[Below: Dansker (Matthew Burns, above) gives a fatherly embrace to Billy Budd (Joshua Hopkins, below); edited image; based on a Amanda Tipton photograph, courtesy of the Central City Opera.]

In the course of the opera Claggart uses two of Billy’s shipmates as his operatives. The first, the sinister Squeak, was played with appropriate malevolent mischievousness by Colorado character tenor Joseph Gaines.

[Below: Squeak (Joseph Gaines, in rope, left) is ready for whatever evil deeds that John Claggart (Kevin Burdette, right) has for him; eidted image, based on an Amanda Tipton photograph, courtesy of the Central City Opera.]

Cast in the role of the Novice is the designated Central City Opera Developing Artist Wisconsin tenor Jonas Hacker. The Novice suffers 20 painful and humiliating lashes. To save himself from further torture, the Novice agrees to participate in Claggart’s scheme to implicate Billy in a mutiny plot.

The role of the Novice is one of the opera’s many gem character roles, for which Hacker gave a strong vocal performance and acted persuasively.

[Below: The Novice (Jonas Hacker) has been directed to tempt Billy Budd (Joshua Hopkins) to become the leader of a mutiny; edited image, based on a Amanda Tipton photograph, courtesy of the Central City Opera.]

Benjamin Werley as Red Whiskers, Jonathan Hays as Donald and Other Cast Members

Other impressive performances included Pennsylvania tenor Benjamin Werley as Red Whiskers and Pennsylvania baritone Jonathan Hays as Donald.

[Below: Donald (Jonathan Hays, front left, pointing) and Billy Budd (Joshua Hopkins, front right) “horse around” with their shipmates; edited image, based on a Amanda Tipton photograph, courtesy of the Central City Opera.]

Sean Stanton was the Bosun. Joseph Leppek was the Maintop. Garrett Obrycki was Arthur Jones. Matthew Peterson was the Novice’s friend.

[Below: Red Whiskers ( Ben Werley, kneeling, center right) takes an instant liking to Billy Budd (Joshua Hopkins, center); edited iimage, based on an Amanda Tipton photograph, courtesy of the Central City Opera.]

The Powder Monkeys were Cayden Cutwell, Miguel Guajardo, Jackson Hasserd, Ian Johnson, Elijah Maize, Kason Nicholas, Conor Sharpe and Blaiser Weinig.

[Below: men of the Indomitable prepare for a fight with an enemy French warship; edited image, based on a Amanda Tipton photograph, courtesy of the Central City Opera.]

Ethan Conklin was engaging as Captain Vere’s obviously resourceful Cabin Boy. Four young lads (Nate Hutabarat, Elliot Jenkins, Noah Meyerhoff and Oliver Strubbs) playing midshipmen, were responsible for complex, rapid fire changes of furnishing and props as one scene transformed into another.

Maestro John Baril and the Central City Opera Orchestra and Chorus

Maestro John Baril had the daunting task of adapting the new official orchestral reduction to the Central City Opera House and its Orchestra. The result was richly rewarding, Maestro Baril’s orchestra producing the full sound one hears in larger houses that use the original orchestration.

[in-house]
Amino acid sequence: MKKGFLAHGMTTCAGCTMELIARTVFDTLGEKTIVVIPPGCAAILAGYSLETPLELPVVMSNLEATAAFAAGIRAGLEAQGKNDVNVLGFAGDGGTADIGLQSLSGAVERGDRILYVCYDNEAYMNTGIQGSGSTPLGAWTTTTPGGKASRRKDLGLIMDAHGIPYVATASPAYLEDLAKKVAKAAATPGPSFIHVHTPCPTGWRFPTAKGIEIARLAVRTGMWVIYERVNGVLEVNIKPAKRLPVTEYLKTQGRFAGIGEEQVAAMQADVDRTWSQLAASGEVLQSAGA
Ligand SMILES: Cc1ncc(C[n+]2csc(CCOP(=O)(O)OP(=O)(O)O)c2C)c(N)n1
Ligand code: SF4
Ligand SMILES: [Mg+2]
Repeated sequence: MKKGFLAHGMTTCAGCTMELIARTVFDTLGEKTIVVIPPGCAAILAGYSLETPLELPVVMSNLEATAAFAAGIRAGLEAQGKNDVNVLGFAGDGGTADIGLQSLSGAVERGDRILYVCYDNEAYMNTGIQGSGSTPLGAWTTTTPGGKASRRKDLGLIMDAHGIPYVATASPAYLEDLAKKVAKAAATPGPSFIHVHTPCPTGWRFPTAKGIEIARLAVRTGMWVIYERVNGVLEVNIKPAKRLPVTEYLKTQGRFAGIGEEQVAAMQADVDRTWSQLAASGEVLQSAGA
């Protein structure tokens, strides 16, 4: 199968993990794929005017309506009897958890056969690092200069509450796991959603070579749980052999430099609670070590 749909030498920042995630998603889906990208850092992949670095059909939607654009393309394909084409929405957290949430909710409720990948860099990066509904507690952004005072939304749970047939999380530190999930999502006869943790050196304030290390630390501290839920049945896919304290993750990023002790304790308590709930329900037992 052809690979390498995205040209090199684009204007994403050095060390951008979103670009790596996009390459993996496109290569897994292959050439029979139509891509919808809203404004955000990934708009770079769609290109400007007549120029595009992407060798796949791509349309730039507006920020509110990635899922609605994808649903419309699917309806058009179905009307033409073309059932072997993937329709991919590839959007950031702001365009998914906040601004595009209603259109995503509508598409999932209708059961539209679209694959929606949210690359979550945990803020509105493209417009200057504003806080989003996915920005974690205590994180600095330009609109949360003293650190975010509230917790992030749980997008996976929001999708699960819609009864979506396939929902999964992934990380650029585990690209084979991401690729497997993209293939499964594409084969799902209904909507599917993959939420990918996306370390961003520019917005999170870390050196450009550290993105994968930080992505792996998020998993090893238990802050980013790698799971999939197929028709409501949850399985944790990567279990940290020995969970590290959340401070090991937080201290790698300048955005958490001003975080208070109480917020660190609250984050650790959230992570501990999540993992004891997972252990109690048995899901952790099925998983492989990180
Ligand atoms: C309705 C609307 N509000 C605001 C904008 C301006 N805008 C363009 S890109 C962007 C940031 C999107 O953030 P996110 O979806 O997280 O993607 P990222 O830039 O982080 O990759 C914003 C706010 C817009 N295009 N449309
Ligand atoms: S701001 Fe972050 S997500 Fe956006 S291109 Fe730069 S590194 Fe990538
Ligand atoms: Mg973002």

Ken Cazan’s direction, Takeshi Kata and David Martin Jacques Scenic Design and Sean Caweti’s Projections

Every great director brings new insights into this multi-faceted masterpiece, and I found Ken Cazan’s conceptualization of how to stage “Billy Budd” to be especially illuminating in the way he has brought the Good vs Evil theme into sharp focus.

Cazan’s focus on Good and Evil creates existential questions. Can Evil allow itself to be seduced by Good – can Claggart change his ways because he is attracted to Billy’s humanity – or his body? Can Goodness destroy Evil consciously? Does Goodness need a flaw like an uncontrollable stammer to become the agent that destroys his adversary, Evil, even if the result is that Goodness is destroyed as well?

Once those existential questions are presented, so many lines of E. M. Forster’s and Eric Crozier’s libretto become extraordinarily absorbing. For example: 1) Vere’s questions as to whether he should have defied the King’s Regulations and saved Billy, knowing that it was Billy who persuaded his horrified and likely mutinous shipmates to support their Captain and the death sentence, 2) Claggart’s soliloquy when he struggles with the necessity that he remain dark and Evil even as he becomes attracted to Billy as the personificaiton of Goodness.

The set designs of Takeshi Kata and David Martin Jacques and the projections of Sean Caweti projection were essential features of the production and added immeasurably to its success.


I recommend the production and cast enthusiastically, both to the veteran opera goer and the person new to opera.

See also: Superbly Cast and Conducted, the Los Angeles Opera’s “Billy Budd” is a Theatrical Triumph – February 22, 2014, and also,

Rising Stars – Interview with Baritone Joshua Hopkins, and also,

Buff Buffo: An Interview with Kevin Burdette.